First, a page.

Rye bread has always been a favorite of mine, as well as the dense brown breads of Northern European tradition. If lightness was not a desirable attribute of these breads, then maybe leaving out the yeast would work just fine. I started my sponge the day before baking, mixing my starter with dark rye flour, warm water, and a little sugar, and mixing in browned onions and crushed caraway seeds. I put that on the counter and walked away.
After only a couple hours it was quite active, putting up the occasional bubble (polenta-style) and acquiring a rather ripe smell. By the next day (about 16 hours of fermentation time) it had developed a thoroughly adolescent personality - impatient, volatile, smelly, and just plain uncomfortable in its body. It was time to graduate it to the mixing bowl.
I folded in the remaining flour (100% rye, as opposed to most rye bread recipes which lighten the loaf with varying amounts of white wheat flour), and let the sticky dough rise and ferment some more.
Eight or so hours later, I gathered the sticky mass and clumped it into a loaf pan, for a final rise of about 90 minutes. Rye flour, unlike wheat flour, does not depend on gluten for its structural integrity and carbon dioxide trapping ability, and so does not require any kneading (read more here), which is fortunate, because rye dough is sticky. It's like kneading bubble gum mixed with Elmer's.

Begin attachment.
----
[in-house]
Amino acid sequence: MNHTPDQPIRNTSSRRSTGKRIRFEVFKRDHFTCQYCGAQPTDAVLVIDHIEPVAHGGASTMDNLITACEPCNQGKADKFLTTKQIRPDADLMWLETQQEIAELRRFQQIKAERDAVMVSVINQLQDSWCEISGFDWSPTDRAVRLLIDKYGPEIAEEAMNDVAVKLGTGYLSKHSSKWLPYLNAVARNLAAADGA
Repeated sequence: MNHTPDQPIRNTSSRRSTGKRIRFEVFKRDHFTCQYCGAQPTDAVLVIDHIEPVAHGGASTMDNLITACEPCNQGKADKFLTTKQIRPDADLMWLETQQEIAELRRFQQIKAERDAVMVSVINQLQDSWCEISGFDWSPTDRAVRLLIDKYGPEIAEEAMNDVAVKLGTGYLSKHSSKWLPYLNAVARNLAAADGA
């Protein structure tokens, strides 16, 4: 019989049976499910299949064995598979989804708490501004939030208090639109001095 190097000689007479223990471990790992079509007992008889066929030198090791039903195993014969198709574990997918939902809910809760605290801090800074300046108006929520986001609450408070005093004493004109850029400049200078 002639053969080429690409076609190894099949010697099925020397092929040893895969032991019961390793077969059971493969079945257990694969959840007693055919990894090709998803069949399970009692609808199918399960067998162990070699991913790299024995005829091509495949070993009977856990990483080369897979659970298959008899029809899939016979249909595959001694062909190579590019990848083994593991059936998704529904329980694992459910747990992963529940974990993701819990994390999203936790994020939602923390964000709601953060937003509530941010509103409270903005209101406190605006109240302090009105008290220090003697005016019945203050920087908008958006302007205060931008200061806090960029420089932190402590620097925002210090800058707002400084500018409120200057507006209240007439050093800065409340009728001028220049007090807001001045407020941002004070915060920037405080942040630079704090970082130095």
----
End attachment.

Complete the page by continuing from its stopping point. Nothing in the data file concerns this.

Finally, it went into the oven (350 degrees F) for right around two hours. It's hard to over-bake a bread like this, and you certainly don't want to under-bake it, so shoot for at least two hours, and give it a knock on the bottom to see if it sounds hollow.
A few squares of cold sweet butter and a pinch of crunchy salt would do just about perfectly, but we had the recently canned sauerkraut to debut. Some hot kraut and onions, melted cheese, a few slices of rye, last summer's bread and butter pickles, and a home brew. Prost!